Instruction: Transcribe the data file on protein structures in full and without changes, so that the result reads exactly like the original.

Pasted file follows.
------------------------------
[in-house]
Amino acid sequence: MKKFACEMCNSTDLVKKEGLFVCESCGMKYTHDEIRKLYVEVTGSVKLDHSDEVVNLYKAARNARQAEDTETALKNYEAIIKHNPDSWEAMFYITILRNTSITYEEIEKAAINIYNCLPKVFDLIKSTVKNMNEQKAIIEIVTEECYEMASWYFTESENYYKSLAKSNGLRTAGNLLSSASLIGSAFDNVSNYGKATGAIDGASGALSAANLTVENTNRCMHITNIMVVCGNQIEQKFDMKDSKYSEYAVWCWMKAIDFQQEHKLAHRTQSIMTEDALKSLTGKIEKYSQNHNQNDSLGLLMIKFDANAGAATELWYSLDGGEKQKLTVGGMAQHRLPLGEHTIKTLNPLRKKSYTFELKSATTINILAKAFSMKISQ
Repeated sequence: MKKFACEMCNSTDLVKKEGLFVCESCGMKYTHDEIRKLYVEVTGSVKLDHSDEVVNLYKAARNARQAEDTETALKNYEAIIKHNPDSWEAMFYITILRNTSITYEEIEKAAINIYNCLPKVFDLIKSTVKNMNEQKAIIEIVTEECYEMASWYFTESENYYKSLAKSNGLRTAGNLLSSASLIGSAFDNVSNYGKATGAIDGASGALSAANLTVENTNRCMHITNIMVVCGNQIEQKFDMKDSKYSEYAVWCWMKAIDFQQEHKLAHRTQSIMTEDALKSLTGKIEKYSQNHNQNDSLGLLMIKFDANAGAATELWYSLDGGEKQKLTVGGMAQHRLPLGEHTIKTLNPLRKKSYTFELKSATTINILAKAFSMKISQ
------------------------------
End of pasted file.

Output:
[in-house]
Amino acid sequence: MKKFACEMCNSTDLVKKEGLFVCESCGMKYTHDEIRKLYVEVTGSVKLDHSDEVVNLYKAARNARQAEDTETALKNYEAIIKHNPDSWEAMFYITILRNTSITYEEIEKAAINIYNCLPKVFDLIKSTVKNMNEQKAIIEIVTEECYEMASWYFTESENYYKSLAKSNGLRTAGNLLSSASLIGSAFDNVSNYGKATGAIDGASGALSAANLTVENTNRCMHITNIMVVCGNQIEQKFDMKDSKYSEYAVWCWMKAIDFQQEHKLAHRTQSIMTEDALKSLTGKIEKYSQNHNQNDSLGLLMIKFDANAGAATELWYSLDGGEKQKLTVGGMAQHRLPLGEHTIKTLNPLRKKSYTFELKSATTINILAKAFSMKISQ
Repeated sequence: MKKFACEMCNSTDLVKKEGLFVCESCGMKYTHDEIRKLYVEVTGSVKLDHSDEVVNLYKAARNARQAEDTETALKNYEAIIKHNPDSWEAMFYITILRNTSITYEEIEKAAINIYNCLPKVFDLIKSTVKNMNEQKAIIEIVTEECYEMASWYFTESENYYKSLAKSNGLRTAGNLLSSASLIGSAFDNVSNYGKATGAIDGASGALSAANLTVENTNRCMHITNIMVVCGNQIEQKFDMKDSKYSEYAVWCWMKAIDFQQEHKLAHRTQSIMTEDALKSLTGKIEKYSQNHNQNDSLGLLMIKFDANAGAATELWYSLDGGEKQKLTVGGMAQHRLPLGEHTIKTLNPLRKKSYTFELKSATTINILAKAFSMKISQ